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A New Critical Skills List, but Does It Do Enough For South African Employers?


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A New Critical Skills List, but Does It Do Enough For South African Employers?


29th March 2023


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The national Critical Skills List is a gazetted publication listing all skills that the South African government deems necessary to stimulate economic growth, but which cannot be sourced within the country.

The list was previously updated in 2014 and again, only recently, in February and August 2022.


In response to the need for relevant data on critical skills, Xpatweb launched its annual Critical Skills Survey in 2017. This service gives employers the opportunity to identify the critical skills they need currently for their company and, through Xpatweb, share their requirements with policymakers.

Does The Current Critical Skills List Solve Employers’ Problems?


South Africa continues to struggle with critical skills shortages, thus employers are directing a new recourse to source these talents from abroad.

The value of foreign talent includes:

  • Reducing the current shortage of skilled workers that can keep companies in business and help them remain profitable.
  • Improving the operational integrity and service delivery of businesses so all South Africans have access to products and services that better the quality of their lives.
  • Helping South Africa to become competitive and remain significant in today's global markets.
  • Developing local entrepreneurship and innovation by bringing in talent from technologically and economically advanced regions.
  • Driving economic growth through the very skills the government has identified as essential to that outcome.
  • Providing interim replenishment of talent lost to the 'brain drain' to allow the country time to develop comparable skills locally.

Unfortunately, if the required occupations do not appear on the national Critical Skills List, then employers will be unable to bring them into the country on a Critical Skills Visa.

Yet, even after the most recent update to the list in August last year, the latest Critical Skills List may still not solve employers’ problems when trying to recruit foreign talent.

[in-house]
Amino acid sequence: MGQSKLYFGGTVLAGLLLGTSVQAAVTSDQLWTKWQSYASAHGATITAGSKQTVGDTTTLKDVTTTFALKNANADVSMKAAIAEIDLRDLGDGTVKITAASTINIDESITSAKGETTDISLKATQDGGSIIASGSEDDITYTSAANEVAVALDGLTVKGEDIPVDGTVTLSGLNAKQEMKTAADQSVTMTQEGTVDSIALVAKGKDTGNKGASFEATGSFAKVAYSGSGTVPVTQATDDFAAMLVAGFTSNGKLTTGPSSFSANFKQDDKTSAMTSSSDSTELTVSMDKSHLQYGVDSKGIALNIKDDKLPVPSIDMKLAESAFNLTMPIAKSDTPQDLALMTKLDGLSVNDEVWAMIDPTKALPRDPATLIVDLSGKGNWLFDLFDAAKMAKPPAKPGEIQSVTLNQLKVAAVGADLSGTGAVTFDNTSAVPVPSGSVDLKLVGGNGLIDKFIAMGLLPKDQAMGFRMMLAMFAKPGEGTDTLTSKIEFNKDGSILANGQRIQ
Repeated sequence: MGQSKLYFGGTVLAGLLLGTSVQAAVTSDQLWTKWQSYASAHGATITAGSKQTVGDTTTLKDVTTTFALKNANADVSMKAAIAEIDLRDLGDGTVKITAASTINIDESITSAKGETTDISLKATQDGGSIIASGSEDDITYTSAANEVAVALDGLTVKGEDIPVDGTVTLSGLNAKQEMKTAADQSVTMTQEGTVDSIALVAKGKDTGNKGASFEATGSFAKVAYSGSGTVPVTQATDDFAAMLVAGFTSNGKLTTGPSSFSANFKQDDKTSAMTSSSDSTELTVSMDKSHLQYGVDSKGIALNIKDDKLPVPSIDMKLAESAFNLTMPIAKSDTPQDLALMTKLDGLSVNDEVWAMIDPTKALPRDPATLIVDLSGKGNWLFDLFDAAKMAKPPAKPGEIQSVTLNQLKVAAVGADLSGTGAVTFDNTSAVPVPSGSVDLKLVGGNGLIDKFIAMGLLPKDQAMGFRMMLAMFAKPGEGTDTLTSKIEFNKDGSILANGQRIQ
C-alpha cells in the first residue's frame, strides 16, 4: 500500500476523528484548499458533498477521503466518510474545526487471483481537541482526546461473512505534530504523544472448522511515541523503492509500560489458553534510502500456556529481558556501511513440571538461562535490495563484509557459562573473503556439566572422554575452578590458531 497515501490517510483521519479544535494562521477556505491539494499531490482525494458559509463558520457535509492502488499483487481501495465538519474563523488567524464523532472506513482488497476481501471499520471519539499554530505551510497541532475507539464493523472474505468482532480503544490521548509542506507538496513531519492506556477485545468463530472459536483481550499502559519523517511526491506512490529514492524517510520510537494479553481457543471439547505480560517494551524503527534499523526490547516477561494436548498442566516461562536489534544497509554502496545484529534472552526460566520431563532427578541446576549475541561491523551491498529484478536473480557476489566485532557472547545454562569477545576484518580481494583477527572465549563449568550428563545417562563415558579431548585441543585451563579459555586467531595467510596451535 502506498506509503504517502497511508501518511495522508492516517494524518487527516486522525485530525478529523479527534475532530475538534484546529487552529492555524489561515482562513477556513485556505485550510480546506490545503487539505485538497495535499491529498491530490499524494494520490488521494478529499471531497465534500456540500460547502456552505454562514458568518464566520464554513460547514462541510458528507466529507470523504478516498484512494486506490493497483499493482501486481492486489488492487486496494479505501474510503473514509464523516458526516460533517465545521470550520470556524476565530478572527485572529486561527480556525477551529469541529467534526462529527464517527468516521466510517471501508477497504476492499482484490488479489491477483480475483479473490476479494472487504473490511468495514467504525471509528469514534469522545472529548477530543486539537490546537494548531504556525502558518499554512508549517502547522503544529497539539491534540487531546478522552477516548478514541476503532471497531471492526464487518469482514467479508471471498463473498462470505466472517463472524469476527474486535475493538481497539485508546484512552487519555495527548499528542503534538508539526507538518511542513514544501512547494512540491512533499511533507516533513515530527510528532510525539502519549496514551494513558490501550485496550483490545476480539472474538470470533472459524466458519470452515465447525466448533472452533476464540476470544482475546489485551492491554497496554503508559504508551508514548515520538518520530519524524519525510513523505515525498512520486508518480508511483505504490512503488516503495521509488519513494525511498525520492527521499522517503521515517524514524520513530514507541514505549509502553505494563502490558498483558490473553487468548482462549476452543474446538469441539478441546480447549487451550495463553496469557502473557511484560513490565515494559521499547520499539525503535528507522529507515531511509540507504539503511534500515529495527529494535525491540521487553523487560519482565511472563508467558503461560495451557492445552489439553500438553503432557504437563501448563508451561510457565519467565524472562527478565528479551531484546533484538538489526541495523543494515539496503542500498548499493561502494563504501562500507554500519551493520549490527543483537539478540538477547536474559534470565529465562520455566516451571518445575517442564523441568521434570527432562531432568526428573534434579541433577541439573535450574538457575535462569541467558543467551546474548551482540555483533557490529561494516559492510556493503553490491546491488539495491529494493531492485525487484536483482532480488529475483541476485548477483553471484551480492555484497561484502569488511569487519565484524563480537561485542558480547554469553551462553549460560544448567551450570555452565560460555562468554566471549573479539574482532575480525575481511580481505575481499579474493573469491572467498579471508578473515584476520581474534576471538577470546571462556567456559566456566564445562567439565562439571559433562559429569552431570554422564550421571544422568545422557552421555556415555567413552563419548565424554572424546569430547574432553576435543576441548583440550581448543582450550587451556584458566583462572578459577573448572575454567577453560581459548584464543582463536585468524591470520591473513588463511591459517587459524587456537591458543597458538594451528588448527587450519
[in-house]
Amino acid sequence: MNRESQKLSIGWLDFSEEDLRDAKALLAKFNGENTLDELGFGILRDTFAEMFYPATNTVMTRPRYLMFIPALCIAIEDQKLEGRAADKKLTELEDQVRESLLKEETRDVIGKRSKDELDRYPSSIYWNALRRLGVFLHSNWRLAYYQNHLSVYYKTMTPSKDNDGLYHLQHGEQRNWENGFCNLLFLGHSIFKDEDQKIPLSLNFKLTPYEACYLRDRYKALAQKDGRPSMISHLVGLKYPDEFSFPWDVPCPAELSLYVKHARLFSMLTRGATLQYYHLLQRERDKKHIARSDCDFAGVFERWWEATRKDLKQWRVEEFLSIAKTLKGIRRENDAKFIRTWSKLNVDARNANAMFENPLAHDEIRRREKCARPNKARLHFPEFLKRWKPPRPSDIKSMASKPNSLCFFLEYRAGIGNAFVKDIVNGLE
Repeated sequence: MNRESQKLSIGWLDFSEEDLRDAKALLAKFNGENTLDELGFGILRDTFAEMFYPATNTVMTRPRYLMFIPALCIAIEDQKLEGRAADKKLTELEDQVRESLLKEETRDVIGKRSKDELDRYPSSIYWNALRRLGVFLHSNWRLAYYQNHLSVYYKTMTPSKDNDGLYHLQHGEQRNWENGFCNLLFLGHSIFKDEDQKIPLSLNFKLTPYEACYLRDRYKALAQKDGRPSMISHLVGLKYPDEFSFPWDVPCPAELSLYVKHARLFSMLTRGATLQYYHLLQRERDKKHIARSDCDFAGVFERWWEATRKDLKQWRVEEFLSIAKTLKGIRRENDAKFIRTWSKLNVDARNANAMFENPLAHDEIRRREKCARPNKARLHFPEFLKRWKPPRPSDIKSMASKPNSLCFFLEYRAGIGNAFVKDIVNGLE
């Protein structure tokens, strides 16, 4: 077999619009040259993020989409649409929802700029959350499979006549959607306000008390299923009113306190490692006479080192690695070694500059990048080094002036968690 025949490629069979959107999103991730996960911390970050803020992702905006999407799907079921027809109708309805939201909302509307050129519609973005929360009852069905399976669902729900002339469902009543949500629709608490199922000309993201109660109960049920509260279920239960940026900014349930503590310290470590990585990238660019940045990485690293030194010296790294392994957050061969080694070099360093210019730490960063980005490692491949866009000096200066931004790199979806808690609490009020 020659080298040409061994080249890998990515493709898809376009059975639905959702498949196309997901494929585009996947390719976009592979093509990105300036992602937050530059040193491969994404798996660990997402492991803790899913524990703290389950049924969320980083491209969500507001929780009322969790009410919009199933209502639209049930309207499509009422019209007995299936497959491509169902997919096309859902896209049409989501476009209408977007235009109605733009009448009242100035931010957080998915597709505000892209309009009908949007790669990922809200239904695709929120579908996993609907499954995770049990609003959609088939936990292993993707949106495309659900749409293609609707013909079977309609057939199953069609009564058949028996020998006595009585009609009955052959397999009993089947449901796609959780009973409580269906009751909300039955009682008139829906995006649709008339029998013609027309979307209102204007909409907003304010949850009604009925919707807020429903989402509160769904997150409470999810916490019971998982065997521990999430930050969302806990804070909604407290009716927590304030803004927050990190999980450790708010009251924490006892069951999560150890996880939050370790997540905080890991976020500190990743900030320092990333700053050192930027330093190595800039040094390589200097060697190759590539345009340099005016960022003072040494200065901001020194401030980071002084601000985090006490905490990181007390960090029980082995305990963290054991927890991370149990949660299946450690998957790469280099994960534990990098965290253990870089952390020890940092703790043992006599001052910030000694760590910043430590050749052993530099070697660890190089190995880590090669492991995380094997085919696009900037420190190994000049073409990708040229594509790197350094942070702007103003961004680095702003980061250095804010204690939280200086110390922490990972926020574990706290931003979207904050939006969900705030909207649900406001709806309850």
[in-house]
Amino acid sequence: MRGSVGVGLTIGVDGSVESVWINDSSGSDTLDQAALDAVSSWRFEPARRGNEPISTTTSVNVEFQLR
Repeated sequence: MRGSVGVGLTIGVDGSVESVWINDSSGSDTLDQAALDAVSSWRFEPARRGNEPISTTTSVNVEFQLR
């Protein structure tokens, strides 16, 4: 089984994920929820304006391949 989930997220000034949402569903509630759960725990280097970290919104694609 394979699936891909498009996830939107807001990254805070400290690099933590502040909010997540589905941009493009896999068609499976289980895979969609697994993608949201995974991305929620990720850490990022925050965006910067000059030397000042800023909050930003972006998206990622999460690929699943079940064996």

But how can employers provide their input if they feel the Critical Skills List needs to be improved?

Xpatweb Critical Skills Survey Carries Employers’ Voice to Government

Since Xpatweb's Critical Skills Survey was first launched in 2017, its results have evolved into a respected authoritative reference among policymakers.

It has been hosted annually over the past 7 years, with the 2020 and 2021 data being combined due to lockdown restrictions.

Each year, the firm submits its findings for consideration by policymakers. However, in 2020, it was invited to present its data to several government departments, including the Department of Home Affairs (DHA), involved in compiling the latest Occupations in High Demand (OIHD) list. 

The output of that exercise carried through to the development of a new national Critical Skills List in 2021. During the period of public commentary, employers raised concerns that several occupations had controversially been omitted from the List.

After the List was finally gazetted in February 2022, Xpatweb's research and input again contributed to its amendment in August 2022. This update saw the return of some previously abandoned occupations, including Corporate General Manager, certain Engineering roles, and several Health Sector professions.

Such wins were only possible because private groups lobbied for these occupations to be reviewed and because sufficient data was collected to justify their demands. Xpatweb’s Critical Skills Survey results were an important dataset in this process.

Pushing For a Regularly Updated Critical Skills List

Xpatweb continues to actively participate in government programs as an ambassador of the critical skills community.

Jacobs says the firm plans on submitting this year’s Critical Skills Survey results to the government as it has faithfully done in the past.

“It is our belief that the Critical Skills List must be updated at least every two years to remain aligned with employers’ needs, not every 10 years”, says Jacobs.

Jacobs urges critical skills employers to take part in Xpatweb’s Critical Skills Survey, a long-running service that has helped shape the latest Critical Skills List.

“This is your chance to create the Critical Skills List you need,” she says.

Last year’s results and the current survey can be accessed via Xpatweb’s website here:



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